Examples: POS THR /TANK5 The origin of the current Component will be positioned on the constrained centreline where this intersects the perpendicular reference plane through the named element (see Figure 3-14). POS PA THR E3000 The Arrive point of the current Component will be positioned on the constrained centreline where the perpendicular reference plane through E3000 N0 U0 intersects (see Figure 3-15a). THR @ The Component will be placed on the constrained centreline where the perpendicular reference plane indicated by the cursor intersects (see Figure 3-15b).

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NOTE: The reference plane is perpendicular to the constrained centreline. If the cursor is used, the position will be located on the working grid nearest to the cursor. Command Syntax:
>--+-- POSition <marke> --. | | ‘----------------------+-- THRough <bpos> -->

Querying:
>-- Query --+-- POSition --. | | ‘--------------+-- <marke> --+-- WRT --. | | |-- IN ---+-| ‘-->

<gid> -->

Figure 3-14

Positioning through an intersection

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Figure 3-15(a)

Positioning through an intersection

Figure 3-15(b)

Positioning through an intersection

3.9.3 Positioning with respect to an Intersection
Keywords: Description: POSITION DISTANCE FROM TO

This command positions the current Component so that its origin (or specified p-point) intersects the reference plane either side of the specified fixed position.

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Examples: DIST 50 FROM /TANK5 The Component will be moved along the constrained centreline until its origin is 50 beyond the perpendicular plane through the named element (see Figure 3-16). DIST 1000 TO NEXT The Component will be placed on the constrained centreline so that its origin is 1000 before of the Next Component’s origin (see Figure 3-17a). POS PA DIST 20 FROM PL OF PREV The Component will be placed on the constrained centreline so that its Arrive point is 20 from the previous Component’s Leave point (see Figure 3-17b). Note: The reference plane is perpendicular to the constrained centreline. TO means closer to the Previous Component than the reference plane. FROM means further from the previous Component than the reference plane.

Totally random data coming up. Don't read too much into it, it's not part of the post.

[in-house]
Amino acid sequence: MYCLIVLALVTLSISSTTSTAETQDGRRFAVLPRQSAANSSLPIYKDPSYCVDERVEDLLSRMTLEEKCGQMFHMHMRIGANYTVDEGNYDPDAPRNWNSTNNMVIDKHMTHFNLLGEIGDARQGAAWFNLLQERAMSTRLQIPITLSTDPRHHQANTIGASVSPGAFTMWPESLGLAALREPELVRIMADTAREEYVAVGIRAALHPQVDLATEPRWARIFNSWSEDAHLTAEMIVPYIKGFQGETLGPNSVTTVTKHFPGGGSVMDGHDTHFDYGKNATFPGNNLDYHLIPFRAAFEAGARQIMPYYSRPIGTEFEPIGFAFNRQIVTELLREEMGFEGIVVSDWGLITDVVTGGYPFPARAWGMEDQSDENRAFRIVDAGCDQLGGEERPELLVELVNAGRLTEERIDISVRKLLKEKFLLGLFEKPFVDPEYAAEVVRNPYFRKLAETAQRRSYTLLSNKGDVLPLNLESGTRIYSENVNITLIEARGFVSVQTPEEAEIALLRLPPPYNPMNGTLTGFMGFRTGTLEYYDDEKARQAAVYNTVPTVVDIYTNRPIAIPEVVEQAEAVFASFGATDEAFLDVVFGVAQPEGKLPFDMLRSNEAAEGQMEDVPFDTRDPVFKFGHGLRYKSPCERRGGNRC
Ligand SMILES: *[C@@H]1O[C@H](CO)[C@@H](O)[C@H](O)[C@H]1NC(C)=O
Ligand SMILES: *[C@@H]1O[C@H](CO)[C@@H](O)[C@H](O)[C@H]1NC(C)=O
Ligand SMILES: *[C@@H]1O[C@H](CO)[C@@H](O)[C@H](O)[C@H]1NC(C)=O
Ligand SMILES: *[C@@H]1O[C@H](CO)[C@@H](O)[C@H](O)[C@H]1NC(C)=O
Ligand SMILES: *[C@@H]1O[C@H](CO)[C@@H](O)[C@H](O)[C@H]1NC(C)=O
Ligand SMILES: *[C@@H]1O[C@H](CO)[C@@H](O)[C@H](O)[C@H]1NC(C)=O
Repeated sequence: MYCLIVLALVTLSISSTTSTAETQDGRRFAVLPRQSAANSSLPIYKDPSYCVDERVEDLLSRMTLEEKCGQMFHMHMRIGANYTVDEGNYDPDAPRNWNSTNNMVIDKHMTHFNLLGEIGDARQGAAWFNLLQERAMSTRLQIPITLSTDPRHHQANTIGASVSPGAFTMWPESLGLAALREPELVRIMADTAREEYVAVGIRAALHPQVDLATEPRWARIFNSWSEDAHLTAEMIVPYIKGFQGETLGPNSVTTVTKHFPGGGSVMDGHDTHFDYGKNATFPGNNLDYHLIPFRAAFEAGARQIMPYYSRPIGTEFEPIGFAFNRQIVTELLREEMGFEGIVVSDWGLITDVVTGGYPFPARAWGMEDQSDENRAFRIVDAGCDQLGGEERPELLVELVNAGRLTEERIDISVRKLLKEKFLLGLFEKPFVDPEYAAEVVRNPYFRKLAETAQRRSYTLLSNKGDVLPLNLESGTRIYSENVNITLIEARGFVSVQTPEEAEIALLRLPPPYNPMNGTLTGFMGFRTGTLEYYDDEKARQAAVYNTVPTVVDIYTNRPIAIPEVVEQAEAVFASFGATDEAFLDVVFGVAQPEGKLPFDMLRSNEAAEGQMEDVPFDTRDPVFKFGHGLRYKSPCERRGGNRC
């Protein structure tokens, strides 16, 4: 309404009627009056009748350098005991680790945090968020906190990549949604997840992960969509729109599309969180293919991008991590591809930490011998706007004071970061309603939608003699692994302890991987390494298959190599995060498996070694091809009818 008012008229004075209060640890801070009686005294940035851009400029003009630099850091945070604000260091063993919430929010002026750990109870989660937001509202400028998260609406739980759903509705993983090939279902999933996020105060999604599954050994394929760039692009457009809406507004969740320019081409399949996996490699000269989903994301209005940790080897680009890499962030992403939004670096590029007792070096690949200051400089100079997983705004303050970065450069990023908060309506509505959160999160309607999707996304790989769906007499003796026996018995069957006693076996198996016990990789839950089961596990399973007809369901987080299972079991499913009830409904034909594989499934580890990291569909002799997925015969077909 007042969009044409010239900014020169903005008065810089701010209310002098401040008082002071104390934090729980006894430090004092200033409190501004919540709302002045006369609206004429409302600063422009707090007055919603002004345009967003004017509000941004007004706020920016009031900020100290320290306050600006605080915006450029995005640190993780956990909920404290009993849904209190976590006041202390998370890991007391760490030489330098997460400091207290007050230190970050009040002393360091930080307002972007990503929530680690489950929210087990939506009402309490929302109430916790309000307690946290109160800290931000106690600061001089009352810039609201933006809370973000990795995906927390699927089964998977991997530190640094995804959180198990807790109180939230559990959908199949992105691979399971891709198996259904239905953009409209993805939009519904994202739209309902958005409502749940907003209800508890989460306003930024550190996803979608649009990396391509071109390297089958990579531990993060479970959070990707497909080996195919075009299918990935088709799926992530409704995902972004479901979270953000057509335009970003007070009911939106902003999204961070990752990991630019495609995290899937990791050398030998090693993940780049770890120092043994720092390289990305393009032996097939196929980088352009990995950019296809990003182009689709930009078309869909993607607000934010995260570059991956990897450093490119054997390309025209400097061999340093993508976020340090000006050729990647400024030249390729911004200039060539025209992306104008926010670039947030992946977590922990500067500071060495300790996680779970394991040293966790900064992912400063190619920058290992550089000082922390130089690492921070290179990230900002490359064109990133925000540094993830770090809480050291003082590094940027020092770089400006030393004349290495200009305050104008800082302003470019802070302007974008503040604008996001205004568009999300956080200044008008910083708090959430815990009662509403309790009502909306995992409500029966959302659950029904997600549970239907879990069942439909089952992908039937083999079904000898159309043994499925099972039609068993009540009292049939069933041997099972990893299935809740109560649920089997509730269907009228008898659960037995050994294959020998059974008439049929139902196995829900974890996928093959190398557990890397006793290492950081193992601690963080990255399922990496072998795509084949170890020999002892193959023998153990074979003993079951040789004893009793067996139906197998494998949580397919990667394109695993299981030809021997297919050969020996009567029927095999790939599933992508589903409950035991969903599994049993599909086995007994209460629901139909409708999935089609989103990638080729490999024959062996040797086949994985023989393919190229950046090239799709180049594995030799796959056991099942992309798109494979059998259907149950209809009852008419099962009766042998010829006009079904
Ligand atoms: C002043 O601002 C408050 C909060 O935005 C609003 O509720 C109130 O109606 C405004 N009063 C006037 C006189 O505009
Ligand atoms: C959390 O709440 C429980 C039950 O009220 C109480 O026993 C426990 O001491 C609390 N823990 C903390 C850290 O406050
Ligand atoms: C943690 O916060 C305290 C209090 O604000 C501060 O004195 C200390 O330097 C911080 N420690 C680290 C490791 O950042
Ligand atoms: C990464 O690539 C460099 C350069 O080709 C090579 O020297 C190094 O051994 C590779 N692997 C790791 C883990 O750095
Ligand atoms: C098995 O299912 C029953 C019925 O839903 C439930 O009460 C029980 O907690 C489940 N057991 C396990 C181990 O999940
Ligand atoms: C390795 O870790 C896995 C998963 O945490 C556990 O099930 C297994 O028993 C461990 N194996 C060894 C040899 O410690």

Command Syntax:
>-+- POSition <marke> -. | | ‘--------------------+- DISTance <uval> -+- FRom -. | | ‘- TO ---+- <bpos> ->

Querying:
>-- Query <marke> --+-- POSition --. | | ‘--------------+-- WRT --. | | |-- IN ---+-| ‘-->

<gid> -->

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Figure 3-16

Positioning with respect to an intersection

Figure 3-17a

Positioning with respect to an intersection

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Figure 3-17b

Positioning with respect to an intersection

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3.9.4 General Positioning through an Intersection
Keywords: Description: POSITION PLANE DISTANCE THROUGH FROM TO

This command differs from the basic options by allowing the reference plane to be specified independently of the constrained centreline. This is particularly relevant for routing sloping lines where a specific Easting or Northing is to be intersected.

Examples: PLANE E DIST 1000 The Component will be placed on the constrained centreline so that its origin is 1000 from the previous Component’s origin in an East/West direction (see Figure 3-18). Command Syntax:
>-+- POSition <marke> -. | | ‘--------------------+- PLANe <bdir> -+- DISTance <uval> -+- FRom -. | | | | ‘- TO ---+- <bpos> -> | ‘- THrough <bpos> ->

Querying:
>-- Query <marke> --+-- POSition --. | | ‘--------------+-- WRT --. | | |-- IN ---+-| ‘-->

<gid> -->

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Figure 3-18

Positioning through an intersection defined in an independent plane

3.10 Positioning Components ‘Point-to-Surface’
This section describes commands which position a Component on the constrained centreline at a specified distance from the surface of a fixed design item. Any p-point on the current element may be used for the manoeuvre, although the default is the origin. In no case is the geometry of the current element considered. However, the geometry of the referenced item is considered in one of three ways: • • • If the item is a Design element, then its complete geometry will be considered. If the item is a Piping p-point at the Arrive or Leave of another Component, then the Tube cross-section at that point will be considered. If the item has no geometry, i.e. a non-piping p-point, or is a position, then only that point will be considered.

All the examples in this section assume Forwards mode. Generally, if Backwards mode is being used, the effect of each command is logically reversed.

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3.10.1 Positioning Components either side of an Object
Keywords: Description: Examples: DISTANCE 30 INFRONT /WALL The Component will be placed on the Constrained Centreline so that its origin is 30 ‘this side’ of the specified object (see Figure 3-19 and Figure 320). DISTANCE 125 BEHIND IDP @ The Component will be placed such that its origin is 125 the ‘other side’ of the picked p-point. If this point is an Arrive or Leave, then the Tube crosssection will be taken into account (see Figure 3-20). POS PL INF /ACCESS The Component will be placed such that its Leave Point is zero distance ‘this side’ of the specified object (see Figure 3-20). Command Syntax: